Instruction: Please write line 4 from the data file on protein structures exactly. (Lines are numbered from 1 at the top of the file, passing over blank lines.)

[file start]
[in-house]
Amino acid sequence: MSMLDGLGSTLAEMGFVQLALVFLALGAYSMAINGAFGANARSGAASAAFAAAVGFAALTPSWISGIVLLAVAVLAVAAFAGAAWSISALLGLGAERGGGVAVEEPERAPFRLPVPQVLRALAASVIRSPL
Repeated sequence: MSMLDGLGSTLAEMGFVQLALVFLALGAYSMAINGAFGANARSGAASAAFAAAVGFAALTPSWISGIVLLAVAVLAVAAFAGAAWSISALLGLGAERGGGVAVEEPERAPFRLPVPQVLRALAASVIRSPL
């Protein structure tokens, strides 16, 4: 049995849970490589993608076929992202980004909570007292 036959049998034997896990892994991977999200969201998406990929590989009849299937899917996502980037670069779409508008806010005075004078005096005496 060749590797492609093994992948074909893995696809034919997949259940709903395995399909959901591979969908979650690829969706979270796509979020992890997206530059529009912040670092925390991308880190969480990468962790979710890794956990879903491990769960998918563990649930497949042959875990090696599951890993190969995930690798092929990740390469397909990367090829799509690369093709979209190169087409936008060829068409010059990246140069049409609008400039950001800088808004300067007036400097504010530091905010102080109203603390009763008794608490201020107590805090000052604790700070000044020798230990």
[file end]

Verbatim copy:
């Protein structure tokens, strides 16, 4: 049995849970490589993608076929992202980004909570007292 036959049998034997896990892994991977999200969201998406990929590989009849299937899917996502980037670069779409508008806010005075004078005096005496 060749590797492609093994992948074909893995696809034919997949259940709903395995399909959901591979969908979650690829969706979270796509979020992890997206530059529009912040670092925390991308880190969480990468962790979710890794956990879903491990769960998918563990649930497949042959875990090696599951890993190969995930690798092929990740390469397909990367090829799509690369093709979209190169087409936008060829068409010059990246140069049409609008400039950001800088808004300067007036400097504010530091905010102080109203603390009763008794608490201020107590805090000052604790700070000044020798230990």